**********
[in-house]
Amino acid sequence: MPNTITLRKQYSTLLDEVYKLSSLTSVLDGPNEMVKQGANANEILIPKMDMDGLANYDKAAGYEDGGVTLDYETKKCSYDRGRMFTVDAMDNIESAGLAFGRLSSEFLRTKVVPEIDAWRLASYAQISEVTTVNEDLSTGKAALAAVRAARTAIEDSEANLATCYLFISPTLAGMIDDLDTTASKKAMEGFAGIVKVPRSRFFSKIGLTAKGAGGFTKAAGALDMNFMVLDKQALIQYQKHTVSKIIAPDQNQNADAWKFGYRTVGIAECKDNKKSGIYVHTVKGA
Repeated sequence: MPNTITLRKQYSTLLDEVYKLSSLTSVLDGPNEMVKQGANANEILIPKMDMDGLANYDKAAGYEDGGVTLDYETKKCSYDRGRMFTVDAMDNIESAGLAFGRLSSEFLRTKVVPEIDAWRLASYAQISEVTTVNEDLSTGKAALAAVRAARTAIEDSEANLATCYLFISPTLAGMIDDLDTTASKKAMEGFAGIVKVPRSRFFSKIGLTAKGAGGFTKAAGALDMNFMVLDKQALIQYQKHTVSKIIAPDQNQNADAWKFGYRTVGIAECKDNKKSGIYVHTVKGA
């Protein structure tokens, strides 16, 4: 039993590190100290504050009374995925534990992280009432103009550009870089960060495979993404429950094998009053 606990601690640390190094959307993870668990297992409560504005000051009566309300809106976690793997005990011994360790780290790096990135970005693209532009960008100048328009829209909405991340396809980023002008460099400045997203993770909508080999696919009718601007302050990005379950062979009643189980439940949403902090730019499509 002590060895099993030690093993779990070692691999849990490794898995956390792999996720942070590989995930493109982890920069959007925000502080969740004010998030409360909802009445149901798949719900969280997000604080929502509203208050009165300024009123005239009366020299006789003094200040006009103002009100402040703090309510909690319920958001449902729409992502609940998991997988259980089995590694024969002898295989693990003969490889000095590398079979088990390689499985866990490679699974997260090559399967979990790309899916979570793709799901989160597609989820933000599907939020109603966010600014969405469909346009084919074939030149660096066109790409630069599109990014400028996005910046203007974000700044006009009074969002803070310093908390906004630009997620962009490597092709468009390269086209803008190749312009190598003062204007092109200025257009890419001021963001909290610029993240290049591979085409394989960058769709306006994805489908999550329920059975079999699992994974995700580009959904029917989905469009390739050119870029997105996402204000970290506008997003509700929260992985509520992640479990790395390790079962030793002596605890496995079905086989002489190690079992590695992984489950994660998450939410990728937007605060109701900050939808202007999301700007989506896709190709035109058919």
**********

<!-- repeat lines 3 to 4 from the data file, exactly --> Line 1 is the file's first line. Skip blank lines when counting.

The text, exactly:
Repeated sequence: MPNTITLRKQYSTLLDEVYKLSSLTSVLDGPNEMVKQGANANEILIPKMDMDGLANYDKAAGYEDGGVTLDYETKKCSYDRGRMFTVDAMDNIESAGLAFGRLSSEFLRTKVVPEIDAWRLASYAQISEVTTVNEDLSTGKAALAAVRAARTAIEDSEANLATCYLFISPTLAGMIDDLDTTASKKAMEGFAGIVKVPRSRFFSKIGLTAKGAGGFTKAAGALDMNFMVLDKQALIQYQKHTVSKIIAPDQNQNADAWKFGYRTVGIAECKDNKKSGIYVHTVKGA
């Protein structure tokens, strides 16, 4: 039993590190100290504050009374995925534990992280009432103009550009870089960060495979993404429950094998009053 606990601690640390190094959307993870668990297992409560504005000051009566309300809106976690793997005990011994360790780290790096990135970005693209532009960008100048328009829209909405991340396809980023002008460099400045997203993770909508080999696919009718601007302050990005379950062979009643189980439940949403902090730019499509 002590060895099993030690093993779990070692691999849990490794898995956390792999996720942070590989995930493109982890920069959007925000502080969740004010998030409360909802009445149901798949719900969280997000604080929502509203208050009165300024009123005239009366020299006789003094200040006009103002009100402040703090309510909690319920958001449902729409992502609940998991997988259980089995590694024969002898295989693990003969490889000095590398079979088990390689499985866990490679699974997260090559399967979990790309899916979570793709799901989160597609989820933000599907939020109603966010600014969405469909346009084919074939030149660096066109790409630069599109990014400028996005910046203007974000700044006009009074969002803070310093908390906004630009997620962009490597092709468009390269086209803008190749312009190598003062204007092109200025257009890419001021963001909290610029993240290049591979085409394989960058769709306006994805489908999550329920059975079999699992994974995700580009959904029917989905469009390739050119870029997105996402204000970290506008997003509700929260992985509520992640479990790395390790079962030793002596605890496995079905086989002489190690079992590695992984489950994660998450939410990728937007605060109701900050939808202007999301700007989506896709190709035109058919």